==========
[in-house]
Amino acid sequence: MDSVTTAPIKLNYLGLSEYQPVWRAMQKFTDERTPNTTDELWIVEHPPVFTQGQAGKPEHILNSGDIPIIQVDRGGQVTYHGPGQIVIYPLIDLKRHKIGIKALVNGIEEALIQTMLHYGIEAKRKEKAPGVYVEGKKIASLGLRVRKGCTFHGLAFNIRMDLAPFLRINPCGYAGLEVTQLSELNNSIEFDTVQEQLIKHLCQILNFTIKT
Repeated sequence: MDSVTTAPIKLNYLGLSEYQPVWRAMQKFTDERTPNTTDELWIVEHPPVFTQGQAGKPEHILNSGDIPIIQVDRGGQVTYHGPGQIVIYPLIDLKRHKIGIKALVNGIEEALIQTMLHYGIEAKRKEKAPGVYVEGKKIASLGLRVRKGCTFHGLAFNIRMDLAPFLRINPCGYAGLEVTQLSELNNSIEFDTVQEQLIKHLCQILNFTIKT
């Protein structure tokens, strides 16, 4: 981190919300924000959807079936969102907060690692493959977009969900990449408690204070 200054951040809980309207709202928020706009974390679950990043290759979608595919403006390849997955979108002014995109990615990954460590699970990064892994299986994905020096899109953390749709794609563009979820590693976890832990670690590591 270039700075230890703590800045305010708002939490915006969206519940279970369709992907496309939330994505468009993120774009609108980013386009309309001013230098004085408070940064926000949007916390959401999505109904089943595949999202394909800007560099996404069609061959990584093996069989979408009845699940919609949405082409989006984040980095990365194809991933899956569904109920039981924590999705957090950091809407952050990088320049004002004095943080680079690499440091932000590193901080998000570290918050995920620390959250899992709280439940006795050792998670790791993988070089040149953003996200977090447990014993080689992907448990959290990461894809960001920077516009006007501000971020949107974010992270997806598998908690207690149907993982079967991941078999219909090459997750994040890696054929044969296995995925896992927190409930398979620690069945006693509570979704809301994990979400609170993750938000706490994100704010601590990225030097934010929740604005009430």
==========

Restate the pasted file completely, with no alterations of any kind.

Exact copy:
[in-house]
Amino acid sequence: MDSVTTAPIKLNYLGLSEYQPVWRAMQKFTDERTPNTTDELWIVEHPPVFTQGQAGKPEHILNSGDIPIIQVDRGGQVTYHGPGQIVIYPLIDLKRHKIGIKALVNGIEEALIQTMLHYGIEAKRKEKAPGVYVEGKKIASLGLRVRKGCTFHGLAFNIRMDLAPFLRINPCGYAGLEVTQLSELNNSIEFDTVQEQLIKHLCQILNFTIKT
Repeated sequence: MDSVTTAPIKLNYLGLSEYQPVWRAMQKFTDERTPNTTDELWIVEHPPVFTQGQAGKPEHILNSGDIPIIQVDRGGQVTYHGPGQIVIYPLIDLKRHKIGIKALVNGIEEALIQTMLHYGIEAKRKEKAPGVYVEGKKIASLGLRVRKGCTFHGLAFNIRMDLAPFLRINPCGYAGLEVTQLSELNNSIEFDTVQEQLIKHLCQILNFTIKT
């Protein structure tokens, strides 16, 4: 981190919300924000959807079936969102907060690692493959977009969900990449408690204070 200054951040809980309207709202928020706009974390679950990043290759979608595919403006390849997955979108002014995109990615990954460590699970990064892994299986994905020096899109953390749709794609563009979820590693976890832990670690590591 270039700075230890703590800045305010708002939490915006969206519940279970369709992907496309939330994505468009993120774009609108980013386009309309001013230098004085408070940064926000949007916390959401999505109904089943595949999202394909800007560099996404069609061959990584093996069989979408009845699940919609949405082409989006984040980095990365194809991933899956569904109920039981924590999705957090950091809407952050990088320049004002004095943080680079690499440091932000590193901080998000570290918050995920620390959250899992709280439940006795050792998670790791993988070089040149953003996200977090447990014993080689992907448990959290990461894809960001920077516009006007501000971020949107974010992270997806598998908690207690149907993982079967991941078999219909090459997750994040890696054929044969296995995925896992927190409930398979620690069945006693509570979704809301994990979400609170993750938000706490994100704010601590990225030097934010929740604005009430």